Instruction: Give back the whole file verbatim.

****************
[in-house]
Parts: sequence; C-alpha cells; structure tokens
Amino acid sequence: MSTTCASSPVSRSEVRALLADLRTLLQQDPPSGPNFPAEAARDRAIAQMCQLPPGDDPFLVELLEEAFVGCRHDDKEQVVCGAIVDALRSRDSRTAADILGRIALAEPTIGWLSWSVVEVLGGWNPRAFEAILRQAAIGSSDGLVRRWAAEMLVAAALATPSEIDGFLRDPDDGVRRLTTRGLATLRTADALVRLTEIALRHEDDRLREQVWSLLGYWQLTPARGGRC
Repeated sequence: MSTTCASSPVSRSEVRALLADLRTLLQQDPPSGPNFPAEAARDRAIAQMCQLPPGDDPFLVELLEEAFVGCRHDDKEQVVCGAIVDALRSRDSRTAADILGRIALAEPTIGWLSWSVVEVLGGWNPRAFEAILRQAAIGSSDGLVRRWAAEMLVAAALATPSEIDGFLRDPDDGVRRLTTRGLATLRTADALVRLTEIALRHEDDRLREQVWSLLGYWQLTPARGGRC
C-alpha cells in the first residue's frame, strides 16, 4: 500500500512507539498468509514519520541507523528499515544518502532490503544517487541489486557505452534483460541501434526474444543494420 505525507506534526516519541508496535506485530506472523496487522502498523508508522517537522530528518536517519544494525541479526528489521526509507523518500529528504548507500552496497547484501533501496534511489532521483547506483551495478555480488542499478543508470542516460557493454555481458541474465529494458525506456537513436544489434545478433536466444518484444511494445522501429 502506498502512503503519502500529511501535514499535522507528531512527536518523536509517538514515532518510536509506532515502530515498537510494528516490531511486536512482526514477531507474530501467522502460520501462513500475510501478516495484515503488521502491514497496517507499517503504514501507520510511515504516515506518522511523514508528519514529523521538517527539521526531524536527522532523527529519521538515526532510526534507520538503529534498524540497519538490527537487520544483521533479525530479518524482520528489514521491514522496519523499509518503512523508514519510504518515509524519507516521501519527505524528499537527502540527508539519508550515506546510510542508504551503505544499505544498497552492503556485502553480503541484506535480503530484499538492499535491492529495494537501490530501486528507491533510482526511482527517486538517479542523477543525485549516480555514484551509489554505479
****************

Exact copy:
[in-house]
Parts: sequence; C-alpha cells; structure tokens
Amino acid sequence: MSTTCASSPVSRSEVRALLADLRTLLQQDPPSGPNFPAEAARDRAIAQMCQLPPGDDPFLVELLEEAFVGCRHDDKEQVVCGAIVDALRSRDSRTAADILGRIALAEPTIGWLSWSVVEVLGGWNPRAFEAILRQAAIGSSDGLVRRWAAEMLVAAALATPSEIDGFLRDPDDGVRRLTTRGLATLRTADALVRLTEIALRHEDDRLREQVWSLLGYWQLTPARGGRC
Repeated sequence: MSTTCASSPVSRSEVRALLADLRTLLQQDPPSGPNFPAEAARDRAIAQMCQLPPGDDPFLVELLEEAFVGCRHDDKEQVVCGAIVDALRSRDSRTAADILGRIALAEPTIGWLSWSVVEVLGGWNPRAFEAILRQAAIGSSDGLVRRWAAEMLVAAALATPSEIDGFLRDPDDGVRRLTTRGLATLRTADALVRLTEIALRHEDDRLREQVWSLLGYWQLTPARGGRC
C-alpha cells in the first residue's frame, strides 16, 4: 500500500512507539498468509514519520541507523528499515544518502532490503544517487541489486557505452534483460541501434526474444543494420 505525507506534526516519541508496535506485530506472523496487522502498523508508522517537522530528518536517519544494525541479526528489521526509507523518500529528504548507500552496497547484501533501496534511489532521483547506483551495478555480488542499478543508470542516460557493454555481458541474465529494458525506456537513436544489434545478433536466444518484444511494445522501429 502506498502512503503519502500529511501535514499535522507528531512527536518523536509517538514515532518510536509506532515502530515498537510494528516490531511486536512482526514477531507474530501467522502460520501462513500475510501478516495484515503488521502491514497496517507499517503504514501507520510511515504516515506518522511523514508528519514529523521538517527539521526531524536527522532523527529519521538515526532510526534507520538503529534498524540497519538490527537487520544483521533479525530479518524482520528489514521491514522496519523499509518503512523508514519510504518515509524519507516521501519527505524528499537527502540527508539519508550515506546510510542508504551503505544499505544498497552492503556485502553480503541484506535480503530484499538492499535491492529495494537501490530501486528507491533510482526511482527517486538517479542523477543525485549516480555514484551509489554505479